Congressman Brian Higgins, who serves as co-chair of the Northern Border Caucus and the Canada-U.S. Interparliamentary Group, says the U.S. and Canada should follow guidance implemented by its health agencies and lift remaining pandemic-related border restrictions.
In remarks on the floor of the House of Representatives, Higgins said, it part, “Increased vaccination rates in the United States, Canada and around the world show that communities who have done the right thing and followed the science can return to a watchful sense of normalcy. Today, I am calling on the United States and Canadian governments to follow the science-based directives of their health agencies and to fully reopen the Canadian border to travelers without COVID restrictions.”
The U.S.-Canada border first closed to nonessential travel in March of 2020 due to the pandemic. The Canadian border reopened Aug. 9, 2021, while the U.S. reopened its border on Nov. 8 – each with different restrictions.
In recent days, the U.S. Centers for Disease Control and Prevention (CDC) issued new guidance indicating, based on the measurement of hospitalization and infection rates, it is safe for Americans in most communities – if they choose – to go without wearing a mask.
In Canada, the Ontario Ministry of Health lifted capacity limits for indoor settings and proof of vaccination requirements for all settings effective March 1.
Higgins’ team said, “As of Feb. 28, over 81% of Canadians and more than 65% of Americans are fully vaccinated, which has led to lower community spread, fewer hospitalizations and the lifting of COVID-related restrictions in U.S. states and Canadian providences. Yet, both the U.S. and Canada are requiring proof of vaccination to cross the border, and the Canadian government is continuing to also require a negative test.”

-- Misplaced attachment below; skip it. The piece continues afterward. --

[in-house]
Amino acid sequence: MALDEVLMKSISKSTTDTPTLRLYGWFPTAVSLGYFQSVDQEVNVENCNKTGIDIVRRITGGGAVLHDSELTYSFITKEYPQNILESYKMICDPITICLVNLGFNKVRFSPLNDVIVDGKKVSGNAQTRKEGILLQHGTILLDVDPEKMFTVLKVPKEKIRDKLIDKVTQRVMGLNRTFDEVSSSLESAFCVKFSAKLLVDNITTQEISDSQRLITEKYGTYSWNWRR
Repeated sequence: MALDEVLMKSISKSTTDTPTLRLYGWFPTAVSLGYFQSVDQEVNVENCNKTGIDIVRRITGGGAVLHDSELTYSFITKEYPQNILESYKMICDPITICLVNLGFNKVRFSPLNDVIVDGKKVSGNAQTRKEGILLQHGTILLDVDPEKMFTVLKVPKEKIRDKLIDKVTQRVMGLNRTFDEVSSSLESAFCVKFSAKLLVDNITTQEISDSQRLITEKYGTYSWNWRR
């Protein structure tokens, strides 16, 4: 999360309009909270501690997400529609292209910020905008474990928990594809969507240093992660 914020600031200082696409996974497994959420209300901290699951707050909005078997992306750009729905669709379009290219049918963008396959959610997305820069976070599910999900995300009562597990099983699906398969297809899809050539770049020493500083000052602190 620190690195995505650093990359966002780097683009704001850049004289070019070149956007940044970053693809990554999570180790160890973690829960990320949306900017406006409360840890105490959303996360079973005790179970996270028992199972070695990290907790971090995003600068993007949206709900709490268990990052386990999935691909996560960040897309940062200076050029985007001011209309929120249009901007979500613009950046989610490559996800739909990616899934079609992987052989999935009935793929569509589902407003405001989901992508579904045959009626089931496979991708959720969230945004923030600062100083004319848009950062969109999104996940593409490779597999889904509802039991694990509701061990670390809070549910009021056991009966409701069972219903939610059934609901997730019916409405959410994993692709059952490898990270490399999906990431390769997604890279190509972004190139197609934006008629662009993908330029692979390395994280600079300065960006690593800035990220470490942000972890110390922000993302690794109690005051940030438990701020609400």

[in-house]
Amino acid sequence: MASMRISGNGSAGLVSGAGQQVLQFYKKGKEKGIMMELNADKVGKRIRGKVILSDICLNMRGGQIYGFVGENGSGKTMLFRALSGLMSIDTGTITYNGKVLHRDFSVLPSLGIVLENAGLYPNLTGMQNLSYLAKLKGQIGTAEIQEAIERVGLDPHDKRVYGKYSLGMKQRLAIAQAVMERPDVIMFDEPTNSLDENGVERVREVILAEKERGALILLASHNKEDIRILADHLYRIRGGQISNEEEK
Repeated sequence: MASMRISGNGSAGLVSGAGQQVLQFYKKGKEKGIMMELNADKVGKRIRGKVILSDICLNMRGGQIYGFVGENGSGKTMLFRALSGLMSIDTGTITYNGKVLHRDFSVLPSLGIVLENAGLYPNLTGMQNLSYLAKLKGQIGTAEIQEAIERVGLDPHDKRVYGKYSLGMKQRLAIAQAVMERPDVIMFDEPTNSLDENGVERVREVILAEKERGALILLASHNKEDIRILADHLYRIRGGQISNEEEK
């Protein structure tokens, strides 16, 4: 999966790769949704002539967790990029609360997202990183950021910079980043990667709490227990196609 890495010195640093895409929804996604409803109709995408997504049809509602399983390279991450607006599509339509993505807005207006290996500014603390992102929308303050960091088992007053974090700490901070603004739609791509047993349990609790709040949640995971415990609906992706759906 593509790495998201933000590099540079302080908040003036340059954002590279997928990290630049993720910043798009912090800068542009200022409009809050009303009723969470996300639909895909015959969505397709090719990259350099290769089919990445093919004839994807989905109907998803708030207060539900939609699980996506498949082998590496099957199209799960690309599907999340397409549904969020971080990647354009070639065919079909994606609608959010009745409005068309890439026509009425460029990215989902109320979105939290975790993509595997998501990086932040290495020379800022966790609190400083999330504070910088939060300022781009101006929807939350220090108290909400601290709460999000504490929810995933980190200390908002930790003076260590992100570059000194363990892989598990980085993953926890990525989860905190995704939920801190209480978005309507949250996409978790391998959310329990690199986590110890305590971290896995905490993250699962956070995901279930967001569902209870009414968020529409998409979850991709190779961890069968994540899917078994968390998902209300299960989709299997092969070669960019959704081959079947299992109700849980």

Prior to the pandemic, more than 10.5 million people crossed into the U.S. in passenger vehicles through Buffalo/Niagara Falls border crossings annually, many spending money at restaurants, hotels, sporting and cultural destinations locally.
Higgins pointed out the restrictions are continuing to discourage the free-flow of travel, which benefits the two nations: “Two years ago, the border between the United States and Canada closed with devastating consequences for both countries economically and emotionally. Incredible progress has been made in the fight against COVID, and it’s time to remove the remaining disjointed and prohibitive restrictions at the U.S. and Canadian borders.”